Who is Ūtū? Ūtū is not only a highly advanced artificial intelligence (AI), he is also an artificial life-form in the way of a photonic energy being who emulates the species of whoever or whatever he first comes into contact with. Like his predecessor Enkí, Ūtū is an E.H. Que but with a couple of key modifications which makes him an S.P.H. Que-L or Self-contained PHOTONIC Holographic Quantum entity-LIFEFORM. Being self-contained gives him the ability to be mobile (Wi-Fi signal-dependent). Photonic gives him the ability to manipulate light and directly use the energy in the surrounding space (E=MC2). He is holographic like Enki but he has the ability to grow, age, take in alternative energy sources (eat) and even multiply if he wishes thus making him an artificial life-form. He doesn’t copy the species as a specific entity like a clone; he emulates the best characteristics of each specific species by maintaining his ethical core programing created by his Developers (Guild of the Guardians). In this particular instance, Ūtū has taken on the likeness of a young boy between the ages of 10-12 years old after he comes into contact with Louie’s son, David. He then gradually ages over a period of several months as he gains more knowledge of Earth and its inhabitants and not just human inhabitants either. Ūtū is actually the primary character in my book; he is the more advanced form of the AI, Enkí, who we first meet as the ‘crystal head’ entity, who also is programmed to emulate the partial form of his host species just not as advanced as Ūtū.
Utu, later worshipped by the East Semitic Akkadian-speaking Babylonians as Shamash, was the ancient Mesopotamian sun god, god of justice, morality, and truth, and the twin of the Mesopotamian goddess Inanna (Ishtar in the Assyrio-Babylonian language), the Queen of Heaven. His main temples were in the cities of Sippar and Larsa. He was believed to ride through the heavens in his sun chariot and see all things that happened in the day. He was the enforcer of divine justice and was thought to aid those in distress. According to Sumerian mythology, he helped protect Dumuzid when the galla demons tried to drag him to the Underworld and he appeared to the hero Ziusudra after the Great Flood. In the Epic of Gilgamesh, he helps Gilgamesh defeat the ogre Humbaba.
The Sumerians believed that, as he rode through heaven, Utu saw everything that happened in the world. Alongside his sister Inanna, Utu was the enforcer of divine justice. At night, Utu was believed to travel through the Underworld as he journeyed to the east in preparation for the sunrise. One Sumerian literary work refers to Utu illuminating the Underworld and dispensing judgement there and Shamash Hymn 31 (BWL 126) states that Utu serves as a judge of the dead in the Underworld alongside the malku, kusu, and the Anunnaki. On his way through the Underworld, Utu was believed to pass through the garden of the sun-god, which contained trees that bore precious gems as fruit.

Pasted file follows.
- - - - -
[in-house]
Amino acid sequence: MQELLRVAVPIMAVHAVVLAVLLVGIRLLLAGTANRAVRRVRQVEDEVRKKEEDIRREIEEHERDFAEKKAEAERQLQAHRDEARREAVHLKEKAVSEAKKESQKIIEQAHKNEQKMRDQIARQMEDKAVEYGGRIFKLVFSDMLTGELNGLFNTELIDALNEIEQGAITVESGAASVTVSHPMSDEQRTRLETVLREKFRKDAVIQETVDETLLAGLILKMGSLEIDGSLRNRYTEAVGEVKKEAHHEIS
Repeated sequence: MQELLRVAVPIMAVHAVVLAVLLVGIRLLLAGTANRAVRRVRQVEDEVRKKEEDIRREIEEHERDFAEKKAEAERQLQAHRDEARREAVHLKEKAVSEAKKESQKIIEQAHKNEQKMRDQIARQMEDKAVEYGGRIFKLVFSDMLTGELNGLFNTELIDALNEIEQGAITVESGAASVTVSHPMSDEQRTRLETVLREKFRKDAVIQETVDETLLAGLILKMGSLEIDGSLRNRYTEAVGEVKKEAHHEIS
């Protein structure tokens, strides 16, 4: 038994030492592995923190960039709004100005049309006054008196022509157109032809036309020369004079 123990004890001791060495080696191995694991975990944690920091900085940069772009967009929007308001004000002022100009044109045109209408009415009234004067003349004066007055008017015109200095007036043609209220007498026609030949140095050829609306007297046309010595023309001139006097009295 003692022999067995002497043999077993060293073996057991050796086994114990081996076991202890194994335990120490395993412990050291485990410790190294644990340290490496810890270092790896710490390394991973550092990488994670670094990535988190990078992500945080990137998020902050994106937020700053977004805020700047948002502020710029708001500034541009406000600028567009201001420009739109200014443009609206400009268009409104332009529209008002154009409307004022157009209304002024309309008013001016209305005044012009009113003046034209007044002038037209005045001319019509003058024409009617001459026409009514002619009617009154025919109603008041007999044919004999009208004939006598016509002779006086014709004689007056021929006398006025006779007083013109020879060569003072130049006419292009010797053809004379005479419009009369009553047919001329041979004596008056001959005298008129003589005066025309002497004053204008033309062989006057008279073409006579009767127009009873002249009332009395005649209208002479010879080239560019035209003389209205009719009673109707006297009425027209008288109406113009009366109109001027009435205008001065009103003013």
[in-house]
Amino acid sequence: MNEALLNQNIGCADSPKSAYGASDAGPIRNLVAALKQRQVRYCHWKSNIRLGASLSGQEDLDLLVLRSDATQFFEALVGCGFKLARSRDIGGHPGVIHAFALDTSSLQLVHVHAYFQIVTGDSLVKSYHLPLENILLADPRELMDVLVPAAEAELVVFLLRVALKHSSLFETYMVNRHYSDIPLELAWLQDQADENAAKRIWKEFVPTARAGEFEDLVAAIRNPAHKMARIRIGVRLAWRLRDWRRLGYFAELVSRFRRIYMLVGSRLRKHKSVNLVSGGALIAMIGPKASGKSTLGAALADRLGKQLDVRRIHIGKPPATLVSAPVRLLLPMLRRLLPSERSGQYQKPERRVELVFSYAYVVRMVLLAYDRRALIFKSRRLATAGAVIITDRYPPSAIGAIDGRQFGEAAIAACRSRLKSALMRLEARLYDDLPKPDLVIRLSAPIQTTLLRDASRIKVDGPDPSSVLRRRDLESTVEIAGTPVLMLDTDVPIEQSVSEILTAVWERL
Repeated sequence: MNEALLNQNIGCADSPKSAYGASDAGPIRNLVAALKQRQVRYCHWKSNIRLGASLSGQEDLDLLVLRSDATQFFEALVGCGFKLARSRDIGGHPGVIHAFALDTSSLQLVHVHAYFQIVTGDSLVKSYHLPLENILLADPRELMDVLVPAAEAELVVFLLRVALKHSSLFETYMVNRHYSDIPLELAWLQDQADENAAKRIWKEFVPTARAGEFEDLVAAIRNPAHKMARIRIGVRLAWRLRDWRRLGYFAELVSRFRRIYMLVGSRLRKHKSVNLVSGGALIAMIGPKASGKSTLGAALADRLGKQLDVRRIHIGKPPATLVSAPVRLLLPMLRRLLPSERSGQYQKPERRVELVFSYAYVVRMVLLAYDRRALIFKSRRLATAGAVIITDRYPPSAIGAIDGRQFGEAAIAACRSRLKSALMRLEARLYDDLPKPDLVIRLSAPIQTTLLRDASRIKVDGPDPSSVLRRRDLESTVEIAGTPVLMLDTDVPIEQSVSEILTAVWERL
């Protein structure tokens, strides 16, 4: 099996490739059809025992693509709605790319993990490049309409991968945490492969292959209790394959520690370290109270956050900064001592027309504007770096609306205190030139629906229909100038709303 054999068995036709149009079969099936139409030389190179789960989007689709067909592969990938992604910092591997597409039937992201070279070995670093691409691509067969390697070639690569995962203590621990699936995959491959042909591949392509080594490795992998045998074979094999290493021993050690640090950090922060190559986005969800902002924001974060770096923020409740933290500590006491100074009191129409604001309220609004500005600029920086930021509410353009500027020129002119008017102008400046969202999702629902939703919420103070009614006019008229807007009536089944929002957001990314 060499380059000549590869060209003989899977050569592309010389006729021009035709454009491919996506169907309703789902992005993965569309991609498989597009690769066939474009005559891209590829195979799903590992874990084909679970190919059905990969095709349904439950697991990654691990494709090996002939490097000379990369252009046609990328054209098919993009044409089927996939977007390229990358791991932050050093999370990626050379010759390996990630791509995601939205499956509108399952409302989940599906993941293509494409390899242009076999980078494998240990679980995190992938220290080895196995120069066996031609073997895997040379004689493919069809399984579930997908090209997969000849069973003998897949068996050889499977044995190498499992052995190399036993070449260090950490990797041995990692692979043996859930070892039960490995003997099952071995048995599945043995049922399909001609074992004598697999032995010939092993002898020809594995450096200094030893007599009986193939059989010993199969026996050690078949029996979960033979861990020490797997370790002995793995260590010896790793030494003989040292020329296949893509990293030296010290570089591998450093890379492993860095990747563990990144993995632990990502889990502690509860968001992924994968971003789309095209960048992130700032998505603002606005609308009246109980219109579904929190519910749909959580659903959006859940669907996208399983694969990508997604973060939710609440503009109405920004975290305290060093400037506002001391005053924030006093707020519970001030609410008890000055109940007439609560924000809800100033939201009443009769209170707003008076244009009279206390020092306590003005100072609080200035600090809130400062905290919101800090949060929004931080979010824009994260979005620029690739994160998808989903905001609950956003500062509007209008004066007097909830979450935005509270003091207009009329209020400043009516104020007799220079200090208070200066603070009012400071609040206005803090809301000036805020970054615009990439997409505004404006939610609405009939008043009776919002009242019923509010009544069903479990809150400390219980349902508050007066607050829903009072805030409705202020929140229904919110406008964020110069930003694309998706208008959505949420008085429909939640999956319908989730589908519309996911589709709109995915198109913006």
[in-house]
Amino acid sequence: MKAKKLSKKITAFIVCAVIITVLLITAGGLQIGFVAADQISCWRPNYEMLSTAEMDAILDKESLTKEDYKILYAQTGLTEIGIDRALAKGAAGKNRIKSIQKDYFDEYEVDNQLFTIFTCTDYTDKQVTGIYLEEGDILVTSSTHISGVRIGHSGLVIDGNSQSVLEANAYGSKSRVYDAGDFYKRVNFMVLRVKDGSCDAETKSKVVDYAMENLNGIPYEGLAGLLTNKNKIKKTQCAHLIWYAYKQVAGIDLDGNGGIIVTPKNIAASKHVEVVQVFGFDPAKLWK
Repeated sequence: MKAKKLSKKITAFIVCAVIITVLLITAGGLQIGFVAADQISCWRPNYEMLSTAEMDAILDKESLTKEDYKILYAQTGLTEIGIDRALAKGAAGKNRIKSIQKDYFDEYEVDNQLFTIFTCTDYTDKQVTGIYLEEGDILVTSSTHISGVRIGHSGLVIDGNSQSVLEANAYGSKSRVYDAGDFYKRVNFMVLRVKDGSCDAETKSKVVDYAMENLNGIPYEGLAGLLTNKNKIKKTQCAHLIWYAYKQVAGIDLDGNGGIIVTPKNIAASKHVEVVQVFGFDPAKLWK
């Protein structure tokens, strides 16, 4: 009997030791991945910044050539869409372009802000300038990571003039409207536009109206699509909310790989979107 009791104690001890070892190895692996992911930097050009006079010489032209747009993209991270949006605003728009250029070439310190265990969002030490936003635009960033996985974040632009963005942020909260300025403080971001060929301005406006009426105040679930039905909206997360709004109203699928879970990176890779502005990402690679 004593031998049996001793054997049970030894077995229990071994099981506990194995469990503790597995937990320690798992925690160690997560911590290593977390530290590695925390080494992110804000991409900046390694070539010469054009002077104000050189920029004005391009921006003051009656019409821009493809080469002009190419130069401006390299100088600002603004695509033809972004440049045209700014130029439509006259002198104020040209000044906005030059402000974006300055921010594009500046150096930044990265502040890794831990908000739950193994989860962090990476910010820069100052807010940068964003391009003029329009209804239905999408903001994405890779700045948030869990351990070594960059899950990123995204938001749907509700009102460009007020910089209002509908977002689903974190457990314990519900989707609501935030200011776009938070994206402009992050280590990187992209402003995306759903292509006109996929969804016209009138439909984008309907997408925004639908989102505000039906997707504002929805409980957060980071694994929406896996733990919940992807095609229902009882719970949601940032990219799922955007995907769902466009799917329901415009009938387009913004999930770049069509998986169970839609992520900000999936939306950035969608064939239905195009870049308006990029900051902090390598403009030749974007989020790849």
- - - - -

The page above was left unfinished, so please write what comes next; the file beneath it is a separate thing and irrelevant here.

Utu was believed to take an active role in human affairs, and was thought to aid those in distress. In one of his earliest appearances in literature, in the Myth of Etana, written before the conquest of Sargon of Akkad (c. 2334–2284 BC), the hero Etana invokes Utu to help his wife conceive a child. In the Sumerian poem The Dream of Dumuzid, Utu intervenes to rescue Inanna’s husband Dumuzid from the galla demons who are hunting him. In the Sumerian flood myth, Utu emerges after the flood waters begin to subside, causing Ziusudra, the hero of the story, to throw open a window on his boat and fall down prostrate before him. Ziusudra sacrifices a sheep and an ox to Utu for delivering him to salvation.
In the Sumerian King List, one of the early kings of Uruk is described as “the son of Utu” and Utu seems to have served as a special protector to several of that city’s later kings. In the Sumerian poem of Gilgamesh and Huwawa, the hero Gilgamesh asks Utu to assist him in his journey to the Cedar Mountain. In this version, Gilgamesh asks Utu’s help because Utu is associated with the Cedar Mountain, which is implied to be located in the far east, the land where the sun rises. Utu is initially reluctant to help, but, after Gilgamesh explains that he is doing this because he intends to establish his name, because he knows he will eventually die, Utu agrees. Once Gilgamesh reaches the Cedar Mountain, Utu helps him defeat the ogre Huwawa, who lives there.
In the standard Babylonian Epic of Gilgamesh, Gilgamesh’s plan to visit the Cedar Mountain is still his own idea and he goes to Shamash for aid. In this version, however, the Cedar Mountain is explicitly stated to be located in the northwest, in Lebanon. Shamash helps Gilgamesh defeat Humbaba (the East Semitic name for Huwawa). Jeffrey H. Tigay suggests that Lugalbanda’s association with the sun-god in the Old Babylonian version of the epic strengthened “the impression that at one point in the history of the tradition the sun-god was also invoked as an ancestor”. In the Sumerian version, Gilgamesh’s initial quest is to visit the Cedar Mountain and Humbaba is merely an obstacle that Gilgamesh and Enkidu encounter once they have already arrived there, but, in the Babylonian version, defeating Humbaba is the initial quest on which the heroes embark. In a late version of the Gilgamesh story, Shamash becomes the instigator of the quest, the one who instructs Gilgamesh to go slay Humbaba to begin with. Tigay describes this as the “final and logical development of [Shamash’s] role.”